By John Wilder – Historian
Among the many generous donations of memorabilia we receive at the Aleppo Archives often are included copies of the two-volume history book printed for Aleppo Temple in 1915. These are also occasionally found listed on the second hand market for a few hundred dollars (though they rarely sell for anywhere near those prices), and recently we even had a Noble from New York call us offering to front the cost of a set he found in a rare book store listed for $1600! By the end of our discussion, your Historian ended up promising to send a set to this Noble for inclusion in the library at Mecca Temple free of charge.
We have accumulated a number of copies of this book set, but we do not discourage donations to us of those copies which are no longer wanted. Indeed, we are still pleased to receive them. While we keep a few examples of the variations we will discuss below in the archives, we are happy to offer sets to Lodges who have libraries and even individual Nobles as these books beyond being handsome in appearance and being interesting to the casual browser, they are in fact an extremely valuable resource!
First, some basics about the books themselves. They were published in 1915 by The Hall Publishing Company which was located in Boston and printed by The Gillespie Bros. Inc. which was located in Stamford, CT. These books measure about 11 by 14 inches, and the two volume set weighs in at just over 20 pounds!
There were 1500 copies of the two volume set (3000 individual books) printed of the first and only edition. The first 750 copies were bound in leather, and the second 750 copies bound in standard cloth hardcover. All feature gold embossed covers and spines as well as gold leaf on the top of the pages. Each book has a serial number on the reverse of the title page with sets having matching numbers. In the Archives, the lowest set we have is number 11.
Leather bound copies are often found in poor condition; though with some book tape and leather conditioner, it does not take too much effort to return these sets to useable condition.
Volume 1 of each set contains the early history of the Shrine and the Imperial Council as well as the first 41 Imperial Sessions. Also included are a number of Arabic traditions and histories. Volume 2 contains a history of Aleppo Temple including brief notes on all meetings and events. Also included is a history of the early units including the Arab Patrol and Band.
Dispersed throughout is a number of reproduced images of the early history of Imperial and Aleppo including rare early images of the units as well as a number of Arabic scenes. At least three copies in poor condition have been cannibalized at one point or another to obtain frameable copies of these images.
Beyond all that information, however, comes the really important information. Split between the two volumes are formal portraits and biographies for a vast majority of Aleppo Nobles from our founding up until the book was published. While we have found a number of names missing from the book and even some names in the index (of which just the list of names takes up almost 30 three-columned pages!) don’t have corresponding entries, we have found this to be an invaluable resource time after time for researching Nobles.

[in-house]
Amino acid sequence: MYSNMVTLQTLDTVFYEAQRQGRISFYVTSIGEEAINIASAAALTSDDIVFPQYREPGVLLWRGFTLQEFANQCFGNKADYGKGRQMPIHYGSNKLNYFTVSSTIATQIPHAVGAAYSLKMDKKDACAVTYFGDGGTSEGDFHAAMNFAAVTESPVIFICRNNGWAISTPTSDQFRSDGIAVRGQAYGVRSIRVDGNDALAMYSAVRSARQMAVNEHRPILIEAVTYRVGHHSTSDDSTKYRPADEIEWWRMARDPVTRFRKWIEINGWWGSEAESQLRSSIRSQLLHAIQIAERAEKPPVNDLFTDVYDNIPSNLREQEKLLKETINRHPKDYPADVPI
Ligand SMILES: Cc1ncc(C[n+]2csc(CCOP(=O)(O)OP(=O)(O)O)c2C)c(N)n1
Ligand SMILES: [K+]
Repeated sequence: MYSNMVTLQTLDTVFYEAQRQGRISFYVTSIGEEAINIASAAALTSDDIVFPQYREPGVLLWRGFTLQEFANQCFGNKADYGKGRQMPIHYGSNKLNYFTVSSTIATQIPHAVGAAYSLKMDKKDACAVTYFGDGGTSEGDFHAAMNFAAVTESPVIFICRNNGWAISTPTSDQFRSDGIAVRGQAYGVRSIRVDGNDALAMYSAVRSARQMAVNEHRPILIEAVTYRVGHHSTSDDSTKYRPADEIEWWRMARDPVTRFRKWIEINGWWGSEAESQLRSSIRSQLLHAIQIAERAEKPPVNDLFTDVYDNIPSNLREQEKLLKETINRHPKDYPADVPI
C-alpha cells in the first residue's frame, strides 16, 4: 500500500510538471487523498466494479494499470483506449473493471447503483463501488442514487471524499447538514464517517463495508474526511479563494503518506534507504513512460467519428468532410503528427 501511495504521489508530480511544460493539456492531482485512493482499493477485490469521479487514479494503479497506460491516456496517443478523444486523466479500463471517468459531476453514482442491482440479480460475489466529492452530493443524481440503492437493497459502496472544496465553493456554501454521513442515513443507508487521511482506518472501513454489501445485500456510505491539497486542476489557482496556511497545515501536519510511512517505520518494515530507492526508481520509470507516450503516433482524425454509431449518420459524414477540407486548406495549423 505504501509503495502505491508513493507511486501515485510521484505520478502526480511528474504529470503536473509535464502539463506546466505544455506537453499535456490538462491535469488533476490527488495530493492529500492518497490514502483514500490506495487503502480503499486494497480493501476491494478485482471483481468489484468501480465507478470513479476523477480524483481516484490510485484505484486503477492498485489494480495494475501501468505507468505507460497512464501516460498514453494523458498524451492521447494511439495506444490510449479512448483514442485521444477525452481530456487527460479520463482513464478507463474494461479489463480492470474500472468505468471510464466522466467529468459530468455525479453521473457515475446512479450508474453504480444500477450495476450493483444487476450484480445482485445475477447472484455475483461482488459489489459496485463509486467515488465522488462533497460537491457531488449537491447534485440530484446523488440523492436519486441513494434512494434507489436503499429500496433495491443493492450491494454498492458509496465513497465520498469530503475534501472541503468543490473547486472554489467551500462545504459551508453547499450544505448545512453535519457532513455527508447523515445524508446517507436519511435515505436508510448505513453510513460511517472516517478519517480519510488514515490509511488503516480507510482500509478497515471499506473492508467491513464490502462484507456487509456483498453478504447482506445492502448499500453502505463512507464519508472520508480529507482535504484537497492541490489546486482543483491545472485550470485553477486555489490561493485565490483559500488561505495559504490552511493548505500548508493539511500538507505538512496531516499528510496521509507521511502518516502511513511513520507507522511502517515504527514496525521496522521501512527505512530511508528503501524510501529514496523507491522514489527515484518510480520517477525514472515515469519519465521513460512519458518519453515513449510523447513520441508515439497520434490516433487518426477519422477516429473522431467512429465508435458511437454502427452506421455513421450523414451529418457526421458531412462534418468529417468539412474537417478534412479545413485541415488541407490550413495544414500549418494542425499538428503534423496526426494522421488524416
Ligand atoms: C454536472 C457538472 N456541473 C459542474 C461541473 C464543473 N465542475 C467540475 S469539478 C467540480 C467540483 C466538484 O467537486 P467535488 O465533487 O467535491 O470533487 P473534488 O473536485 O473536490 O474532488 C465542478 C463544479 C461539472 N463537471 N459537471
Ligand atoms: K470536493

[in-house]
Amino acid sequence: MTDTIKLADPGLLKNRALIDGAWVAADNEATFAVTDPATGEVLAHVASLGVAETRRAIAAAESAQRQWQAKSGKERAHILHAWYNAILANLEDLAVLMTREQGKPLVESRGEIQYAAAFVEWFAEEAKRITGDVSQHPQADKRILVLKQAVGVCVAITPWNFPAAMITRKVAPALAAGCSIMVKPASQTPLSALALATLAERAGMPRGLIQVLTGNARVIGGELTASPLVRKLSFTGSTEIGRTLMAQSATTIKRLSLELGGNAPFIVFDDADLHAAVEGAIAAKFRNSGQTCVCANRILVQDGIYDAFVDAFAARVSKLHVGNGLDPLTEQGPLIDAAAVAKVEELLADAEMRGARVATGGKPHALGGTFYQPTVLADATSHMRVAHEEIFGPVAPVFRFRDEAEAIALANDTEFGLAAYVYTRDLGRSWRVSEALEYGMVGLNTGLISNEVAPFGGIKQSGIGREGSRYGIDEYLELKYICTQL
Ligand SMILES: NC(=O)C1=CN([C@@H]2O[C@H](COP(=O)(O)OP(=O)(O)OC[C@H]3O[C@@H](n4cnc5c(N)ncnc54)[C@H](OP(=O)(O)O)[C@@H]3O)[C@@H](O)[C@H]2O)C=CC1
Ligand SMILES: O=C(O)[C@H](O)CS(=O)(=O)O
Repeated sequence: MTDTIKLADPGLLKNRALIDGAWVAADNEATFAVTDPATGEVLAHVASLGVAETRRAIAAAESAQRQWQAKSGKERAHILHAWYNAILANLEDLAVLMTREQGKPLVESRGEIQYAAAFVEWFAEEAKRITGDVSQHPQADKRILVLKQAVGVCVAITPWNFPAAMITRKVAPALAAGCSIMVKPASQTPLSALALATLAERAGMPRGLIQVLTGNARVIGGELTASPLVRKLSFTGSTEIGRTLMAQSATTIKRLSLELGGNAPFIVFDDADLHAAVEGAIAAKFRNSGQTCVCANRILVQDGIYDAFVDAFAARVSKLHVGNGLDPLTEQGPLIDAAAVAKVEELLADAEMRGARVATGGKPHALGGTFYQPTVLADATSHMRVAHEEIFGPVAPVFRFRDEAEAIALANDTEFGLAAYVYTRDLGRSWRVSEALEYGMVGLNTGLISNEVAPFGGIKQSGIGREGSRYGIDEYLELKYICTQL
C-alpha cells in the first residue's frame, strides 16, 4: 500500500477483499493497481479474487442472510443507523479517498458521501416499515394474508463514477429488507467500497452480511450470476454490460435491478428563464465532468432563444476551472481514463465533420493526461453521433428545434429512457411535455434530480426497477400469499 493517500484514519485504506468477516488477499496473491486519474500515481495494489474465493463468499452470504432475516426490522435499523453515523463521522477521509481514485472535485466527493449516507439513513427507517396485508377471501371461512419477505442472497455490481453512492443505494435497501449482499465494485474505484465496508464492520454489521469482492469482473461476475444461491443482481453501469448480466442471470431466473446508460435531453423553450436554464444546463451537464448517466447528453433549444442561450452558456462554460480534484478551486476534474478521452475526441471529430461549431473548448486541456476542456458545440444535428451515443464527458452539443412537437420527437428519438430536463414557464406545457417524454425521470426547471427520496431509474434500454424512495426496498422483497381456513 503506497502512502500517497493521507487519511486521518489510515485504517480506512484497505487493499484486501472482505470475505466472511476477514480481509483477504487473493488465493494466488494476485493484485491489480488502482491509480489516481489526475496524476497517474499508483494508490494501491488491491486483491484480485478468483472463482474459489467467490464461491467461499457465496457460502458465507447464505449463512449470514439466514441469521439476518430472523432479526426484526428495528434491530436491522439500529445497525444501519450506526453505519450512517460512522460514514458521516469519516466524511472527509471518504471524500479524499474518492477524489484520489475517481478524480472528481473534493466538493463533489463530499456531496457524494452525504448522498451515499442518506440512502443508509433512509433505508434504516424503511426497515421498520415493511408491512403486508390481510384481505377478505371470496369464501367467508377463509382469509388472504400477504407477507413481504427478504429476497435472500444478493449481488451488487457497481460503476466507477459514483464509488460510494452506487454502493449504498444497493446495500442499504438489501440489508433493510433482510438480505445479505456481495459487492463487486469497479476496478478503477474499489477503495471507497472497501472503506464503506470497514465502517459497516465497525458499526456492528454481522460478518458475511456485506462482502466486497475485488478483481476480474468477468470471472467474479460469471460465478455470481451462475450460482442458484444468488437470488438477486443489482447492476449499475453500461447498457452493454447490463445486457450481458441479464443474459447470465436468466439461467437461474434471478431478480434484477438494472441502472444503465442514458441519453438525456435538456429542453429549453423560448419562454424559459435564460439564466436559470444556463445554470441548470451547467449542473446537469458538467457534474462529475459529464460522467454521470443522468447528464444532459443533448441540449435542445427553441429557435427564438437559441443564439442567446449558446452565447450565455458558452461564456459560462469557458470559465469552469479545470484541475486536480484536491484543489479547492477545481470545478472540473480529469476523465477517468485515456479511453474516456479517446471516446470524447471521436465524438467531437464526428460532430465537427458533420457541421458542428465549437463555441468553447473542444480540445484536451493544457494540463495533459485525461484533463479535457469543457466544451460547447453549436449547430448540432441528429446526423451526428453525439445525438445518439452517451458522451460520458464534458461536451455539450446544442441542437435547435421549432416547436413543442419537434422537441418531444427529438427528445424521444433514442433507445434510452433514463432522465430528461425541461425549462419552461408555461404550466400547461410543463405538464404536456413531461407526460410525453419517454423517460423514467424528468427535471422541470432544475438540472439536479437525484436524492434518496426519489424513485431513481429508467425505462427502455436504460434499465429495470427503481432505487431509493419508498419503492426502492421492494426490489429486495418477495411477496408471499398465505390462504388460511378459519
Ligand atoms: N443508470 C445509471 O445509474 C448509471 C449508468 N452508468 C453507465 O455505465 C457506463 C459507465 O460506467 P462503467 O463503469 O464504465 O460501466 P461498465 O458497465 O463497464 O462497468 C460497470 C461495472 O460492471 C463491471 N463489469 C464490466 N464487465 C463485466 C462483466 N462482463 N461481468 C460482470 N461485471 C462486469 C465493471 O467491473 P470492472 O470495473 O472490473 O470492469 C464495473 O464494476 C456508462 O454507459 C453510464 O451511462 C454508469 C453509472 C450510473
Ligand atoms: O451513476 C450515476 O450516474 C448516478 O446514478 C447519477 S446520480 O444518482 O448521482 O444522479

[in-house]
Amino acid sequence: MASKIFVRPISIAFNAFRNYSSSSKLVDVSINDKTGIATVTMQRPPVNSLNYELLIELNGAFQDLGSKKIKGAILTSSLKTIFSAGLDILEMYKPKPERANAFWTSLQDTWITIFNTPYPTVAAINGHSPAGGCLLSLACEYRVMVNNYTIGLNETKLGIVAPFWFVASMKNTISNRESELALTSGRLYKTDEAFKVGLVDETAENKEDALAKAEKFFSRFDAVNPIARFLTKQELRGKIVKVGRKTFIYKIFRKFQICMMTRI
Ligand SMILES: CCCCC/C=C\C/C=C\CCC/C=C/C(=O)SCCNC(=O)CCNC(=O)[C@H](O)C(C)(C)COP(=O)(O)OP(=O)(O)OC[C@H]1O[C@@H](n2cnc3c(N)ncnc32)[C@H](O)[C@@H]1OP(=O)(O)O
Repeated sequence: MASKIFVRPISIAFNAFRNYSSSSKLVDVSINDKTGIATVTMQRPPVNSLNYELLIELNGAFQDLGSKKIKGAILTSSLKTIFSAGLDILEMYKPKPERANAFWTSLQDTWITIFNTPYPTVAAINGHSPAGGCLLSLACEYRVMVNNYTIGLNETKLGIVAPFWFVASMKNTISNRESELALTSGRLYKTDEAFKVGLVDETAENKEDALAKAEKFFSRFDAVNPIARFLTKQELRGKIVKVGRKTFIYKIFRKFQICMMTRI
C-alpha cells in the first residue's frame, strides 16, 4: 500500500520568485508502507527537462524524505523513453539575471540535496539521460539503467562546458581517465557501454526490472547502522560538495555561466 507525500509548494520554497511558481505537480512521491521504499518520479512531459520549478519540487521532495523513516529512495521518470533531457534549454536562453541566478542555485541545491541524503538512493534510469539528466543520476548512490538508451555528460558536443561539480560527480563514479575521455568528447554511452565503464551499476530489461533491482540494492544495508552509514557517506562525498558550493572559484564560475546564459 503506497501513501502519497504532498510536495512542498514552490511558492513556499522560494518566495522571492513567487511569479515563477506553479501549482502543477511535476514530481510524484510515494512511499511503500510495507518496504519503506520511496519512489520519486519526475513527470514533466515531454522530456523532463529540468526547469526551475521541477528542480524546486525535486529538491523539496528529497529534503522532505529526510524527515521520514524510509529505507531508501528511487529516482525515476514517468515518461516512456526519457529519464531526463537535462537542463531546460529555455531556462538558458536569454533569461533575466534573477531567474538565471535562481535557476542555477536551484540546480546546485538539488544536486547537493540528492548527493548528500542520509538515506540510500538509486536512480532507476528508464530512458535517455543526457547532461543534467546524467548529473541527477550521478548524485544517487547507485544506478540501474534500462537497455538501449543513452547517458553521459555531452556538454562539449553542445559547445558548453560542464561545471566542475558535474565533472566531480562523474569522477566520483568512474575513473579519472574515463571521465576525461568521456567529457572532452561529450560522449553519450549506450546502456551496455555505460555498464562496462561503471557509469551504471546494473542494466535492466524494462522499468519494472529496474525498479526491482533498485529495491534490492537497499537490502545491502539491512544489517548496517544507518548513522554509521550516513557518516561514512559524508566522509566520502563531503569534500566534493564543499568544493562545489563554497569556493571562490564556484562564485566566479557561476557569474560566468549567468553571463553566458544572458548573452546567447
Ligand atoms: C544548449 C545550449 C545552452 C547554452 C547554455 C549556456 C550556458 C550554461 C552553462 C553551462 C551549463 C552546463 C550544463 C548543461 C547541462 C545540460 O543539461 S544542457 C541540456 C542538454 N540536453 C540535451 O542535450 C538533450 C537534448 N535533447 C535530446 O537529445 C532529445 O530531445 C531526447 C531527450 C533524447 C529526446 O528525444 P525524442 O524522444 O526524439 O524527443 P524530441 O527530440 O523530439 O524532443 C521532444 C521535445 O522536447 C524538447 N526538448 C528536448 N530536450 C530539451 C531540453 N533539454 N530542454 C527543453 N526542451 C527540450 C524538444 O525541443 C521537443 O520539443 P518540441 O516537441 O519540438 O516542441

The biographies of each Noble often include their personal information including birthdate, education, family names, and profession as well as their membership in Masonic bodies and other organizations. This is why we consider these a great addition to any Lodge’s library.
It should be noted that a large number of both the group photos as well as the individual photos were altered. Sometimes this consists of just adding color though sometimes has included creating an entire costume around a Noble’s head. We have shown this previously by comparing portraits with matching heads as well as when we have found an original of one of the group photos as seen here with the 1904 Arab Patrol and three identical images of Ill. Albion Welch. As such, while these images are beautiful, we cannot use them as accurate historical references.
Of interest, we have found a number of other New England Temples which have almost identical books. Due to the sizes of these Temples at the time, as far as we have seen, all of these are only one volume, though otherwise contain similar contents. All have an almost identical cover image to Aleppo’s and a similar availability of leather bound and cloth hardcover.
Within the Archives we are fortunate to have a copy of the book from Pyramid Temple. Other Temples we have seem identical books for are Palestine (Rhode Island) and Mount Sinai.
We would be very interested in obtaining copies of the books from Palestine and Mount Sinai as well as learning if any of the other Temples had similar books. And as mentioned above, we are happy to receive unwanted copies of the Aleppo book and are happy to provide sets to interested Lodges and Nobles. We also have a number of odd volumes so if you have a mismatched serial number or only a single volume, we may be able to find the matching volume for you!